What is civil society?
Civil society is that associational sphere
which is outside the state and the market. At the heart of civil society
are organisations that tend to be value based rather than motivated by
power or profit. Civil society organisations (CSOs) are diverse and
include non-governmental organisations (NGOs), community groups, labour
unions, professional associations, faith-based organisations, and parts of
the media and academia. They operate at all levels, from the village and
community through to national and international levels. CSOs are
organised, self-governing, voluntary and non-profit distributing. They
often work in partnership with governments, for example in carrying out
public services under contract. Some CSOs are involved in commercial
activities but what differentiates them from their corporate counterparts
is the fact that any profit generated through their work is used to
further their social/societal objectives and interests.
Why are CSOs important?
A vibrant civil society is important for good
governance and democratic society. While in the past CSOs, and NGOs in
particular, were deemed necessary for meeting development goals,
they have more recently been recognised for playing a central role in
deepening democratic processes as well.
Listed below are some of the reasons why CSOs
are important to development and democracy. It should be noted, however,
that CSOs are a heterogeneous grouping, therefore each of the attributes
below do not necessarily apply to all CSOs.
CSOs are important because:
They contribute to the realisation of
Commonwealth goals and values.
They add value to people’s participation in
democratic processes and a voice to express hope and concern for all
people including the marginalized.
Their very existence is an important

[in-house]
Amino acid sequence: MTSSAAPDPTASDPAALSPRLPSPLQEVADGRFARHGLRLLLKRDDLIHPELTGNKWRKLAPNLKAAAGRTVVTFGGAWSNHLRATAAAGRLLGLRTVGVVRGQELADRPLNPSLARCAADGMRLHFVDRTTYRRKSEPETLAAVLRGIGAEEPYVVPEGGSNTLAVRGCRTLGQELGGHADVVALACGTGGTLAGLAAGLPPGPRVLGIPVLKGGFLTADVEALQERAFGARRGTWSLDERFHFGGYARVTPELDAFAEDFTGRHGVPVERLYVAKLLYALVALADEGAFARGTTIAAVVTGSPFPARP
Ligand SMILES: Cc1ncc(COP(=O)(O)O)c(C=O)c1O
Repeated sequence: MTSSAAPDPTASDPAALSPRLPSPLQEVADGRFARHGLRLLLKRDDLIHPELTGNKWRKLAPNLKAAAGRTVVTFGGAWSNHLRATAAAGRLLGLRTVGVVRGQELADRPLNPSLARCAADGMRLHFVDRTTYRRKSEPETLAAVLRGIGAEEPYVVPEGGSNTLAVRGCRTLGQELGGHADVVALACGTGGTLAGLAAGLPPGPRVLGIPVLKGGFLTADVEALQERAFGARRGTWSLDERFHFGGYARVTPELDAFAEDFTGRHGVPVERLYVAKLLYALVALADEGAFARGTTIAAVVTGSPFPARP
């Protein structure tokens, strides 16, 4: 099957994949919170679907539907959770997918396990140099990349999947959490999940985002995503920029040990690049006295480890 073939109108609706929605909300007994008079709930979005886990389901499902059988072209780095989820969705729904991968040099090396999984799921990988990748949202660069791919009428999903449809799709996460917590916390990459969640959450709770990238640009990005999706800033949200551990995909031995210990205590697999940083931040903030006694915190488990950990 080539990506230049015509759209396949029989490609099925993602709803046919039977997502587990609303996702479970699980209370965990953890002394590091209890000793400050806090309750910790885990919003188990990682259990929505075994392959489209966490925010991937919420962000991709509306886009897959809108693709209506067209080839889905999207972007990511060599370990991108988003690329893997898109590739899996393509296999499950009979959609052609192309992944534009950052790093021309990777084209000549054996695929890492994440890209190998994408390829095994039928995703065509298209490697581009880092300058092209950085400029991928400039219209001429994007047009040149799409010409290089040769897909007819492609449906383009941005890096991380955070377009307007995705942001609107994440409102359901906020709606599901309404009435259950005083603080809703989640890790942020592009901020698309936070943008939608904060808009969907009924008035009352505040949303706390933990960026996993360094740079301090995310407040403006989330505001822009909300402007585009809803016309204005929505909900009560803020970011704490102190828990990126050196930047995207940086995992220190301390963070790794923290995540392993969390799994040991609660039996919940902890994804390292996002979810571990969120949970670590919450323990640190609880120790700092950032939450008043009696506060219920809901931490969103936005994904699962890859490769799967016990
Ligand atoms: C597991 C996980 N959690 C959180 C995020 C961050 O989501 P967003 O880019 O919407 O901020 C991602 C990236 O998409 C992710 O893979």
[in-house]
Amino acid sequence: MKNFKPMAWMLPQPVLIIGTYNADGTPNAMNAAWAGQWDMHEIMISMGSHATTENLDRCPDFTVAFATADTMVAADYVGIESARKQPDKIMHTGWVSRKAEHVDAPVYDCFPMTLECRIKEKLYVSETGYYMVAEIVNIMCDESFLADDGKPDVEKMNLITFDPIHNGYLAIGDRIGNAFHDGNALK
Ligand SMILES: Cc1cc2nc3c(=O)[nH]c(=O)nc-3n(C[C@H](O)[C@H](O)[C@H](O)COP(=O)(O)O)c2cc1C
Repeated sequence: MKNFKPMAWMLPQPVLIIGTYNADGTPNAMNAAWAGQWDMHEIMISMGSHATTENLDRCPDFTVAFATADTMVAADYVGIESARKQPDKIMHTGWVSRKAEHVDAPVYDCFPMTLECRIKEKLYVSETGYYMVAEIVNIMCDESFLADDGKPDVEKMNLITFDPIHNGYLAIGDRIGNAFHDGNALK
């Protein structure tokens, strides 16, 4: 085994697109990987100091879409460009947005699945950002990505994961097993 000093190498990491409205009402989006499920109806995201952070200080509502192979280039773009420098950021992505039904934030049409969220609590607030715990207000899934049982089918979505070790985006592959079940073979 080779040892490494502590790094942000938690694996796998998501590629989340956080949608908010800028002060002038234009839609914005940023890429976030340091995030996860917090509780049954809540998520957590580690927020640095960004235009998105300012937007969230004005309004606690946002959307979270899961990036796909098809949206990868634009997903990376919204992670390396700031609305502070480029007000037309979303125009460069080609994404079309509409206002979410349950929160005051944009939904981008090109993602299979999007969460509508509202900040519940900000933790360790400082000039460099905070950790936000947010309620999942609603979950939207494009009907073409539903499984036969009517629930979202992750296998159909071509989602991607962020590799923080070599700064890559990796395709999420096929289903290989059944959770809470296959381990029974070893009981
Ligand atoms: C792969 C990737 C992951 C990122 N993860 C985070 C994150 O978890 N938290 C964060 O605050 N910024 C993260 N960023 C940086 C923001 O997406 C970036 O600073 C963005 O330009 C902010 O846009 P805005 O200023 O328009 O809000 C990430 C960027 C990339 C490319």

expression of democracy. The space that is necessary for civil society
action is an important part of democracy.
They build leaders in their communities by
identifying and nurturing people to take responsibility for themselves and
They contribute to national development by
addressing poverty and gender-related issues; they are involved in
community development, providing such vital services as education,
healthcare and other social services.
They play a central role in making citizens
aware of their rights and responsibilities and prepare them to exercise
those rights and undertake those responsibilities through civic education,
especially in areas of human rights and electoral processes.
They advocate in areas of national resource
allocation and distribution.
They work to empower people.
They have an intimate knowledge of grassroots
issues and realities and are active in protecting the natural and physical
environments, and cultural heritage.
They coordinate the efforts of individual
groups through umbrella organisations.
They mobilise people as volunteers, advisors
and holders of past and traditional knowledge to complement paid staff,
and they raise charitable funds.
They provide independent advice/feedback and
embody community memory and traditions (often lacking in government and
the private sector), and remind governments of past agreements and
They provide a counterbalance to competitive
and commercial values with values that are people-centred, sustainable and
Why are CSOs not maximising their potential?
Many countries have active CSOs that are
respected in society. However, for various reasons some CSOs have not
reached their potential. These might include:
Lack of recognition by some governments;
The desire of some governments to control
CSOs, which sometimes contrasts with the freedom given to the commercial
CSOs are often overwhelmed by the problems
CSOs are constrained by inadequate funding
and capacity limitations.